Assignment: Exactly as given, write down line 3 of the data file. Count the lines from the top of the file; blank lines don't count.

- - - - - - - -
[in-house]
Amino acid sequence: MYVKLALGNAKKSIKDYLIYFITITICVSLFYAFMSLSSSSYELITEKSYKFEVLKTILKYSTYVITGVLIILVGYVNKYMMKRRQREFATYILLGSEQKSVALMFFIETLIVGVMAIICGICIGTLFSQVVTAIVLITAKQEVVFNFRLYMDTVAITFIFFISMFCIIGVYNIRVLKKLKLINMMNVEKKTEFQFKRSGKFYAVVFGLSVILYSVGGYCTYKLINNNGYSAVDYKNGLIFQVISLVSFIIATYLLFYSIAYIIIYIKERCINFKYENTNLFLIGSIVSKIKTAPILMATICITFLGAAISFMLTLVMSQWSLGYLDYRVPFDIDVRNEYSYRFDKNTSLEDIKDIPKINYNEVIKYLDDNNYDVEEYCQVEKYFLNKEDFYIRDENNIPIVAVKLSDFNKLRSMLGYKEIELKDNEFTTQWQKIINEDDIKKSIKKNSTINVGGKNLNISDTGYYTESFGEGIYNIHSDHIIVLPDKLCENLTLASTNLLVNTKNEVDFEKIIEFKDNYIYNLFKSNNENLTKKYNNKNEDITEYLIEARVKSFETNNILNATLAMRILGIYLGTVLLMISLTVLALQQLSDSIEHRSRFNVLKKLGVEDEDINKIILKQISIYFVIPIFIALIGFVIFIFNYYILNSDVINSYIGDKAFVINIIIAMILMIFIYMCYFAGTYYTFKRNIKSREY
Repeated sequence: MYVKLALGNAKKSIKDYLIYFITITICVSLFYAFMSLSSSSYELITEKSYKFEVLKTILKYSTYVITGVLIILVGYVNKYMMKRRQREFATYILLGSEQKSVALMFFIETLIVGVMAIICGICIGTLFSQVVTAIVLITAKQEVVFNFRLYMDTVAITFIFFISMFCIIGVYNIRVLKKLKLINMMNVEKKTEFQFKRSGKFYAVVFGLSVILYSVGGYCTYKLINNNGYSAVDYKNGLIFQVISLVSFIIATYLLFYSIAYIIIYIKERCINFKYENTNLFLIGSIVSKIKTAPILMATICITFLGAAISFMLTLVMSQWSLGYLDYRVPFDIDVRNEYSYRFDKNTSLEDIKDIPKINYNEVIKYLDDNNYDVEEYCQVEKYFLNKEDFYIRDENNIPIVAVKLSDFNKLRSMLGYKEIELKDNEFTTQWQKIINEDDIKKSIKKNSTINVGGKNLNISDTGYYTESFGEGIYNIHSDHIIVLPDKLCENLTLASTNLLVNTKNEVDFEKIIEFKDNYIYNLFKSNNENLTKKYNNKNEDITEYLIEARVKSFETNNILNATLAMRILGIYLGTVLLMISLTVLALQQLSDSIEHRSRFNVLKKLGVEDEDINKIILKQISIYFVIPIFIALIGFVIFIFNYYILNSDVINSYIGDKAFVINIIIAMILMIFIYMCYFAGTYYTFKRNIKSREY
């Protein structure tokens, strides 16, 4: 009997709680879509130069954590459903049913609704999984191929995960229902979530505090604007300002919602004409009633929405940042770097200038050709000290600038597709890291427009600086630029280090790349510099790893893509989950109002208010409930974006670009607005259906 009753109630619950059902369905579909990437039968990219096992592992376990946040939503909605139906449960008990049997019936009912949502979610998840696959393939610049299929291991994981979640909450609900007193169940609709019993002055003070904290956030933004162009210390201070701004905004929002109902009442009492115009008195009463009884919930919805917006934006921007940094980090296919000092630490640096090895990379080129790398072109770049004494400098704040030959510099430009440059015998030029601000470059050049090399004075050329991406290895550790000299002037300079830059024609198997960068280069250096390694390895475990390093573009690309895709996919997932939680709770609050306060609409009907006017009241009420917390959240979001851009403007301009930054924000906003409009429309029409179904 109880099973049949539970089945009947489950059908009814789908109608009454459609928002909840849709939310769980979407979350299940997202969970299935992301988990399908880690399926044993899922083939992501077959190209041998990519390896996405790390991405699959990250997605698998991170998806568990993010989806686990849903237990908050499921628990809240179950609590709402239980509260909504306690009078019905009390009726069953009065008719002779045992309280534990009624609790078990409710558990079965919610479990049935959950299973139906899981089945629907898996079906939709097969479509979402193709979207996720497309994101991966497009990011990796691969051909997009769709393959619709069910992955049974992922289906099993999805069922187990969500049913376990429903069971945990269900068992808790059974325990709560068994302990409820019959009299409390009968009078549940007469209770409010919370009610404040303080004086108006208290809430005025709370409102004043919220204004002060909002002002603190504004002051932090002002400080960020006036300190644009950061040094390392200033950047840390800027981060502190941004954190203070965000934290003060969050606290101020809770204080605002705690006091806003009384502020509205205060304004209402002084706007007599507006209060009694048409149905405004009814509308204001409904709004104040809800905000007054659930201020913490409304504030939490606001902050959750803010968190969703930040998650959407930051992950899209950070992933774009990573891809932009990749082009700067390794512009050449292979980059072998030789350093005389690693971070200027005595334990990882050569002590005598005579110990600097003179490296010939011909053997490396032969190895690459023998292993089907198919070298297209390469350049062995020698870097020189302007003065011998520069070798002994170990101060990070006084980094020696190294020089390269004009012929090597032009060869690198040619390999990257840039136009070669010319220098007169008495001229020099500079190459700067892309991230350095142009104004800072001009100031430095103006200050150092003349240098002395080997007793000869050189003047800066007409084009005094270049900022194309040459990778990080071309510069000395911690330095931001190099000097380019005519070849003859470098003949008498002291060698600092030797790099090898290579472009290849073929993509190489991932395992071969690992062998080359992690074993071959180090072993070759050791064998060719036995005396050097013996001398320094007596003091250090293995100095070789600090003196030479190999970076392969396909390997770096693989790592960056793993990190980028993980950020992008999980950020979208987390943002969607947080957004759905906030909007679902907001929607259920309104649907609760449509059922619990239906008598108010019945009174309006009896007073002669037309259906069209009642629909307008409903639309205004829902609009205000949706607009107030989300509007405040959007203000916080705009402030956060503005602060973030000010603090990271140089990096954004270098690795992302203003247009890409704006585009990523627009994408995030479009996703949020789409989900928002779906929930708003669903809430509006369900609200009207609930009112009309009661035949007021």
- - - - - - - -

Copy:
Repeated sequence: MYVKLALGNAKKSIKDYLIYFITITICVSLFYAFMSLSSSSYELITEKSYKFEVLKTILKYSTYVITGVLIILVGYVNKYMMKRRQREFATYILLGSEQKSVALMFFIETLIVGVMAIICGICIGTLFSQVVTAIVLITAKQEVVFNFRLYMDTVAITFIFFISMFCIIGVYNIRVLKKLKLINMMNVEKKTEFQFKRSGKFYAVVFGLSVILYSVGGYCTYKLINNNGYSAVDYKNGLIFQVISLVSFIIATYLLFYSIAYIIIYIKERCINFKYENTNLFLIGSIVSKIKTAPILMATICITFLGAAISFMLTLVMSQWSLGYLDYRVPFDIDVRNEYSYRFDKNTSLEDIKDIPKINYNEVIKYLDDNNYDVEEYCQVEKYFLNKEDFYIRDENNIPIVAVKLSDFNKLRSMLGYKEIELKDNEFTTQWQKIINEDDIKKSIKKNSTINVGGKNLNISDTGYYTESFGEGIYNIHSDHIIVLPDKLCENLTLASTNLLVNTKNEVDFEKIIEFKDNYIYNLFKSNNENLTKKYNNKNEDITEYLIEARVKSFETNNILNATLAMRILGIYLGTVLLMISLTVLALQQLSDSIEHRSRFNVLKKLGVEDEDINKIILKQISIYFVIPIFIALIGFVIFIFNYYILNSDVINSYIGDKAFVINIIIAMILMIFIYMCYFAGTYYTFKRNIKSREY